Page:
As part of its lysogenic cycle, wild-type AAV integrates into the host genome at a specific site, AAVS1 on human chromosome 19. This site is favored due to the presence of a Rep binding element; however, random integrations may occur at a much lower frequency. As a replication-incompetent virus, AAV cannot enter the lytic cycle without help. Another virus, such as adenovirus or herpes simplex virus, or a genotoxic agent such as UV radiation or hydroxyurea, is necessary for lytic cycle activation.
When recombinant AAV (rAAV) is used for research purposes, the Rep protein is supplied in trans , eliminating the ability of rAAV to integrate into its preferred site of genomic integration on human chromosome 19, termed AAVS1. Instead, the rAAV genome is typically processed into a double-stranded circular episome through double stranded synthesis. These episomes can concatemerize, producing high molecular weight structures that are maintained extrachromosomally. rAAV are more likely than wild-type AAV to integrate at non-homologous sites in the genome, and do so at about a 0.1% frequency. Nonetheless, the majority of rAAV particles are thought to be maintained in episomes or concatemers.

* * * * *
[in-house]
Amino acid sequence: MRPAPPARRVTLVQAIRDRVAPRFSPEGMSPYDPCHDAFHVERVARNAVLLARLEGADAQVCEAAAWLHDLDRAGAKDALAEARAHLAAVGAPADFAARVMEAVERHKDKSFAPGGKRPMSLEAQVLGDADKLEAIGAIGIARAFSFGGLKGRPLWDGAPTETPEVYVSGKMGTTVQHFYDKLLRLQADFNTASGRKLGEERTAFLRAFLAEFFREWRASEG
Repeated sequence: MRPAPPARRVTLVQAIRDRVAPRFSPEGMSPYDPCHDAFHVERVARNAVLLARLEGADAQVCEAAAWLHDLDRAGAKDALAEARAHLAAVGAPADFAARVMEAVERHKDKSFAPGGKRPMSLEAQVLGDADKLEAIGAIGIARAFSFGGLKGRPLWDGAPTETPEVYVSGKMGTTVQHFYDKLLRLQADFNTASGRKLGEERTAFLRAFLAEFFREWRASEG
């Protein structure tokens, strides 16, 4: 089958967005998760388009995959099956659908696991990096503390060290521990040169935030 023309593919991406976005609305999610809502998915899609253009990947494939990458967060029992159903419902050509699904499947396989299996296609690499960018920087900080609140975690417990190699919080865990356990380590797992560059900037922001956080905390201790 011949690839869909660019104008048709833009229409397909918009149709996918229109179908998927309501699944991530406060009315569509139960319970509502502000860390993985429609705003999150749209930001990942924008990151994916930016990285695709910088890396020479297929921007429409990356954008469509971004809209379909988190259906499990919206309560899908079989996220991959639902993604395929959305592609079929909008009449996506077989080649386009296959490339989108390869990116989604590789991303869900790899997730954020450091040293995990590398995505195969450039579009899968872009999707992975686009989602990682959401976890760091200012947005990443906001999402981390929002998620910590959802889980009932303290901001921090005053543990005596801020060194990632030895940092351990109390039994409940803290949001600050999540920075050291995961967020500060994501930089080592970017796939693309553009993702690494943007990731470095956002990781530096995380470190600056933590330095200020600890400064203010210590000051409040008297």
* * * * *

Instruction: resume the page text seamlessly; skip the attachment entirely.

Episomes differ profoundly from viral particles produced during a lytic cycle. rAAV episomes can develop chromatin-like organization and persist in non-dividing cells for a period of years without damaging the host cell. In contrast, viral particles produced during a lytic cycle are quickly released through cell lysis. Episomal stability enables long-term transgene expression in non-dividing cells and is a key advantage of rAAV.
Eleven serotypes of AAV have thus far been identified, with the best characterized and most commonly used being AAV2. These serotypes differ in their tropism, or the types of cells they infect, making AAV a very useful system for preferentially transducing specific cell types. The chart below gives a summary of the tropism of AAV serotypes, indicating the optimal serotype(s) for transduction of a given organ.
|CNS||AAV1, AAV2, AAV4, AAV5, AAV8, AAV9|
|Heart||AAV1, AAV8, AAV9|
|Liver||AAV7, AAV8, AAV9|
|Lung||AAV4, AAV5, AAV6, AAV9|
|Photoreceptor Cells||AAV2, AAV5, AAV8|
|RPE (Retinal Pigment Epithelium)||AAV1, AAV2, AAV4, AAV5, AAV8|